At first glance, saving money seems pretty generic. It’s not as complex as other financial processes like buying a house, figuring out the most efficient way to pay off debt, or filing income taxes.

But when you dig into it a little more, you realize that how a person saves money says as much about them as any other expression of their personality.

Just as each person has a unique way of completing mundane tasks, such as buttering bread, everyone handles their money a little differently.

I’m not talking about whether you’re a good or poor example of financial responsibility; there are general practices that will define which of those you fall under. I’m talking about your unique preferences for money management: what form of money you prefer, how frequently and how much you save, and what you save for.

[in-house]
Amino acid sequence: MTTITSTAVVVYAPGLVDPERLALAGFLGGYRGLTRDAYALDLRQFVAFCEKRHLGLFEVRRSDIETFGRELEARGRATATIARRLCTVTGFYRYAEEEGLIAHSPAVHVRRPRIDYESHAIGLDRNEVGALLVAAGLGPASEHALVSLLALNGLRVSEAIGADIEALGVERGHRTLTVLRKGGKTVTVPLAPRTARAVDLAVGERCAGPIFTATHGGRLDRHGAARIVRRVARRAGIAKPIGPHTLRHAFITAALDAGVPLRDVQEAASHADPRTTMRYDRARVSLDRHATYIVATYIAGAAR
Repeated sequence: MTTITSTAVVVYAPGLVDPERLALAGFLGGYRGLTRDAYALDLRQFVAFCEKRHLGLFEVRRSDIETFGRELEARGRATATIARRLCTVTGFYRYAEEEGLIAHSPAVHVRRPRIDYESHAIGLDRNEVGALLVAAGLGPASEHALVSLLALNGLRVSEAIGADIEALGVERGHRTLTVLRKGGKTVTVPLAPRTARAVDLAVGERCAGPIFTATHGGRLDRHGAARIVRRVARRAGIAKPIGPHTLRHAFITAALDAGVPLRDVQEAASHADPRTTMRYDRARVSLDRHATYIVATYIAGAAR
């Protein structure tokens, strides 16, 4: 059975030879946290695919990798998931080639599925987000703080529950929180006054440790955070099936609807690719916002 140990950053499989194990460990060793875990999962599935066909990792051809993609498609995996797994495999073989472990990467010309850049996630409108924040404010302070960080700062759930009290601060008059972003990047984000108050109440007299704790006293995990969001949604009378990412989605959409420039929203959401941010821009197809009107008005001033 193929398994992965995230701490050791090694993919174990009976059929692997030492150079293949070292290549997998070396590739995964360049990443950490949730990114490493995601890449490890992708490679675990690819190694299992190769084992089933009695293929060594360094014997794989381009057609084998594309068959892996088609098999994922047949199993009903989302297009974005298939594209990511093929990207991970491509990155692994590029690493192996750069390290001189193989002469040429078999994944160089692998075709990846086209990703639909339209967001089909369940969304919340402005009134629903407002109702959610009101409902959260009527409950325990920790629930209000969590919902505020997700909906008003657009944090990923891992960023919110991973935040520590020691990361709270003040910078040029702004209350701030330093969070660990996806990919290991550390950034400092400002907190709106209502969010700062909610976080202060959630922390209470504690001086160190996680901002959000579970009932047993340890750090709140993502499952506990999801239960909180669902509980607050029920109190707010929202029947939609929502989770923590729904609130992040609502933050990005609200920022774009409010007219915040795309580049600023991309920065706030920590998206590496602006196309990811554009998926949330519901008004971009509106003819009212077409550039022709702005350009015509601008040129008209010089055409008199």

How do YOU save your money?

The Money Jar

There will always be people who have an emergency stash of cash under their mattress or in a piggy bank or money jar. Perhaps the jar has a picture of your savings goal taped to it or a quotation that reminds you of future rewards. The security of this money and the ability to compound it are questionable, but it’s still a legitimate way to save. You might gravitate to this physical and literal view of your money.

Perhaps it’s seeing the actual growth of the money as it piles up or the association with some childhood memory, but keeping a savings jar is a practice that many find both comfortable and effective.

Even if this isn’t your main form of savings, it wouldn’t hurt to start a money jar for a small goal. In the jumble of savings and checking accounts, it…

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